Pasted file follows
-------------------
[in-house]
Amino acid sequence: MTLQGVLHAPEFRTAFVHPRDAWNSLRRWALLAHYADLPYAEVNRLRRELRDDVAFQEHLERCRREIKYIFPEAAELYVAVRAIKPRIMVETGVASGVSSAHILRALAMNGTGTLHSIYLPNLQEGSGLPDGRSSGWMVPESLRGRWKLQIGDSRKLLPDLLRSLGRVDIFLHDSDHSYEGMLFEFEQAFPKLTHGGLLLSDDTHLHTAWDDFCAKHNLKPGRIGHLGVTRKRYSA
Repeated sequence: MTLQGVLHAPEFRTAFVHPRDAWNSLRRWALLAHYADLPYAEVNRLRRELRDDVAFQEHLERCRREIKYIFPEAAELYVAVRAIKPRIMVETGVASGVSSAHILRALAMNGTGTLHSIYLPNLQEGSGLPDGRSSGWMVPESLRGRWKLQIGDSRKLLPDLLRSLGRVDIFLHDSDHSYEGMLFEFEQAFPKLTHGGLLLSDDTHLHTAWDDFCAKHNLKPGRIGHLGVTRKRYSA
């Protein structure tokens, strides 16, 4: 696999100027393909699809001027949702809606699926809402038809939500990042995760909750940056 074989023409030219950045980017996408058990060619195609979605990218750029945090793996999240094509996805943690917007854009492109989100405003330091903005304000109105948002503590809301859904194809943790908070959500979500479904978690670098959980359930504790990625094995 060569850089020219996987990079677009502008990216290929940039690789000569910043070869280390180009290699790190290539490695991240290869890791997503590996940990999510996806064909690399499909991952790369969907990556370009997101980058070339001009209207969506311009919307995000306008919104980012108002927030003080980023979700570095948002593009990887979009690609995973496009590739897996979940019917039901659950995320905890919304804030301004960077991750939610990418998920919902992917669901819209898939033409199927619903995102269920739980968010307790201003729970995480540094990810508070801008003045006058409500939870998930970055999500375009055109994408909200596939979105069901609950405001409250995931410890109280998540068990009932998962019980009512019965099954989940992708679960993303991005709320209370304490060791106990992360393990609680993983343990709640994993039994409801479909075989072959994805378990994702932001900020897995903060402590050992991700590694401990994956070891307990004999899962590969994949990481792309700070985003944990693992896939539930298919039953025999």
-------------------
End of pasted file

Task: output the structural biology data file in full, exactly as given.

[in-house]
Amino acid sequence: MTLQGVLHAPEFRTAFVHPRDAWNSLRRWALLAHYADLPYAEVNRLRRELRDDVAFQEHLERCRREIKYIFPEAAELYVAVRAIKPRIMVETGVASGVSSAHILRALAMNGTGTLHSIYLPNLQEGSGLPDGRSSGWMVPESLRGRWKLQIGDSRKLLPDLLRSLGRVDIFLHDSDHSYEGMLFEFEQAFPKLTHGGLLLSDDTHLHTAWDDFCAKHNLKPGRIGHLGVTRKRYSA
Repeated sequence: MTLQGVLHAPEFRTAFVHPRDAWNSLRRWALLAHYADLPYAEVNRLRRELRDDVAFQEHLERCRREIKYIFPEAAELYVAVRAIKPRIMVETGVASGVSSAHILRALAMNGTGTLHSIYLPNLQEGSGLPDGRSSGWMVPESLRGRWKLQIGDSRKLLPDLLRSLGRVDIFLHDSDHSYEGMLFEFEQAFPKLTHGGLLLSDDTHLHTAWDDFCAKHNLKPGRIGHLGVTRKRYSA
């Protein structure tokens, strides 16, 4: 696999100027393909699809001027949702809606699926809402038809939500990042995760909750940056 074989023409030219950045980017996408058990060619195609979605990218750029945090793996999240094509996805943690917007854009492109989100405003330091903005304000109105948002503590809301859904194809943790908070959500979500479904978690670098959980359930504790990625094995 060569850089020219996987990079677009502008990216290929940039690789000569910043070869280390180009290699790190290539490695991240290869890791997503590996940990999510996806064909690399499909991952790369969907990556370009997101980058070339001009209207969506311009919307995000306008919104980012108002927030003080980023979700570095948002593009990887979009690609995973496009590739897996979940019917039901659950995320905890919304804030301004960077991750939610990418998920919902992917669901819209898939033409199927619903995102269920739980968010307790201003729970995480540094990810508070801008003045006058409500939870998930970055999500375009055109994408909200596939979105069901609950405001409250995931410890109280998540068990009932998962019980009512019965099954989940992708679960993303991005709320209370304490060791106990992360393990609680993983343990709640994993039994409801479909075989072959994805378990994702932001900020897995903060402590050992991700590694401990994956070891307990004999899962590969994949990481792309700070985003944990693992896939539930298919039953025999």